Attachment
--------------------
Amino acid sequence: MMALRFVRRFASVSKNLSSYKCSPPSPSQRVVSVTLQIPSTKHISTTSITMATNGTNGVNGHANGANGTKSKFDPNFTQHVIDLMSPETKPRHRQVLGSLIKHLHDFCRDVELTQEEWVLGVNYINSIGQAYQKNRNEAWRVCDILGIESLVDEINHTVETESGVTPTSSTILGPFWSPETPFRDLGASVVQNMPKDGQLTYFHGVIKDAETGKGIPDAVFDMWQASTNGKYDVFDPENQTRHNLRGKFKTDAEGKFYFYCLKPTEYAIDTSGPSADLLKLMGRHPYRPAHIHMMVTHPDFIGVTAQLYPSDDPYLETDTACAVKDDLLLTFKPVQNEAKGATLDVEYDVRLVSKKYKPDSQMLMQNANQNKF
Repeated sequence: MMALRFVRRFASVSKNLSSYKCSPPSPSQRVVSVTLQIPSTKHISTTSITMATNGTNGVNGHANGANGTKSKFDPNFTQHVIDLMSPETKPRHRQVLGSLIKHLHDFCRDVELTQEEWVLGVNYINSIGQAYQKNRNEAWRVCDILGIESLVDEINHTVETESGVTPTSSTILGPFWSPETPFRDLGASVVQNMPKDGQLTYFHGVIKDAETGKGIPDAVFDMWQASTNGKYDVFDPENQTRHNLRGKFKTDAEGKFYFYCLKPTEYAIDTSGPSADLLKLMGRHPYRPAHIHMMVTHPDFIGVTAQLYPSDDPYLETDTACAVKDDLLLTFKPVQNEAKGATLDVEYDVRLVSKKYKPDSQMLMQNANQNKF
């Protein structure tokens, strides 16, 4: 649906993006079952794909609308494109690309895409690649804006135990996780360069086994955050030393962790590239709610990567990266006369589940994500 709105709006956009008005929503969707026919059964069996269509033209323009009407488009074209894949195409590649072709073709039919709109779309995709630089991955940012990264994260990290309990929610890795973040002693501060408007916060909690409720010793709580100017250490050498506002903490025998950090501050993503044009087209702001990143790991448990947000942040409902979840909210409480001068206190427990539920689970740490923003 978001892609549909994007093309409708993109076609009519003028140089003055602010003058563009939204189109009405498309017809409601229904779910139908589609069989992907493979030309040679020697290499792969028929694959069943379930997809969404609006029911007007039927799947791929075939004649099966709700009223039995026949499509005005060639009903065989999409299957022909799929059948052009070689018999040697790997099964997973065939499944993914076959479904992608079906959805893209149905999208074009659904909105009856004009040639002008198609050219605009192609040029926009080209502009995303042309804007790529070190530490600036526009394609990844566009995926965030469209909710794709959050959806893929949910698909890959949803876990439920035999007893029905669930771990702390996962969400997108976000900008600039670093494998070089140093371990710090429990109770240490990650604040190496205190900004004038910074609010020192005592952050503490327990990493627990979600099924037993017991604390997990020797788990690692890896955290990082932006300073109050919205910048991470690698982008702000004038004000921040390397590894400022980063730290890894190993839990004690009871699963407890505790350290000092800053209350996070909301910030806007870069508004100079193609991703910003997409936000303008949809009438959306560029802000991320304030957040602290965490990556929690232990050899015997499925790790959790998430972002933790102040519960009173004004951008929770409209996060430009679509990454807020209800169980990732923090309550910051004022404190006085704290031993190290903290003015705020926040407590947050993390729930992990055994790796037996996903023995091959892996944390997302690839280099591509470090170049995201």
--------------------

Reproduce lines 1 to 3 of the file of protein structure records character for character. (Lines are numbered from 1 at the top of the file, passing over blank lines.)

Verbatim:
Amino acid sequence: MMALRFVRRFASVSKNLSSYKCSPPSPSQRVVSVTLQIPSTKHISTTSITMATNGTNGVNGHANGANGTKSKFDPNFTQHVIDLMSPETKPRHRQVLGSLIKHLHDFCRDVELTQEEWVLGVNYINSIGQAYQKNRNEAWRVCDILGIESLVDEINHTVETESGVTPTSSTILGPFWSPETPFRDLGASVVQNMPKDGQLTYFHGVIKDAETGKGIPDAVFDMWQASTNGKYDVFDPENQTRHNLRGKFKTDAEGKFYFYCLKPTEYAIDTSGPSADLLKLMGRHPYRPAHIHMMVTHPDFIGVTAQLYPSDDPYLETDTACAVKDDLLLTFKPVQNEAKGATLDVEYDVRLVSKKYKPDSQMLMQNANQNKF
Repeated sequence: MMALRFVRRFASVSKNLSSYKCSPPSPSQRVVSVTLQIPSTKHISTTSITMATNGTNGVNGHANGANGTKSKFDPNFTQHVIDLMSPETKPRHRQVLGSLIKHLHDFCRDVELTQEEWVLGVNYINSIGQAYQKNRNEAWRVCDILGIESLVDEINHTVETESGVTPTSSTILGPFWSPETPFRDLGASVVQNMPKDGQLTYFHGVIKDAETGKGIPDAVFDMWQASTNGKYDVFDPENQTRHNLRGKFKTDAEGKFYFYCLKPTEYAIDTSGPSADLLKLMGRHPYRPAHIHMMVTHPDFIGVTAQLYPSDDPYLETDTACAVKDDLLLTFKPVQNEAKGATLDVEYDVRLVSKKYKPDSQMLMQNANQNKF
């Protein structure tokens, strides 16, 4: 649906993006079952794909609308494109690309895409690649804006135990996780360069086994955050030393962790590239709610990567990266006369589940994500 709105709006956009008005929503969707026919059964069996269509033209323009009407488009074209894949195409590649072709073709039919709109779309995709630089991955940012990264994260990290309990929610890795973040002693501060408007916060909690409720010793709580100017250490050498506002903490025998950090501050993503044009087209702001990143790991448990947000942040409902979840909210409480001068206190427990539920689970740490923003 978001892609549909994007093309409708993109076609009519003028140089003055602010003058563009939204189109009405498309017809409601229904779910139908589609069989992907493979030309040679020697290499792969028929694959069943379930997809969404609006029911007007039927799947791929075939004649099966709700009223039995026949499509005005060639009903065989999409299957022909799929059948052009070689018999040697790997099964997973065939499944993914076959479904992608079906959805893209149905999208074009659904909105009856004009040639002008198609050219605009192609040029926009080209502009995303042309804007790529070190530490600036526009394609990844566009995926965030469209909710794709959050959806893929949910698909890959949803876990439920035999007893029905669930771990702390996962969400997108976000900008600039670093494998070089140093371990710090429990109770240490990650604040190496205190900004004038910074609010020192005592952050503490327990990493627990979600099924037993017991604390997990020797788990690692890896955290990082932006300073109050919205910048991470690698982008702000004038004000921040390397590894400022980063730290890894190993839990004690009871699963407890505790350290000092800053209350996070909301910030806007870069508004100079193609991703910003997409936000303008949809009438959306560029802000991320304030957040602290965490990556929690232990050899015997499925790790959790998430972002933790102040519960009173004004951008929770409209996060430009679509990454807020209800169980990732923090309550910051004022404190006085704290031993190290903290003015705020926040407590947050993390729930992990055994790796037996996903023995091959892996944390997302690839280099591509470090170049995201």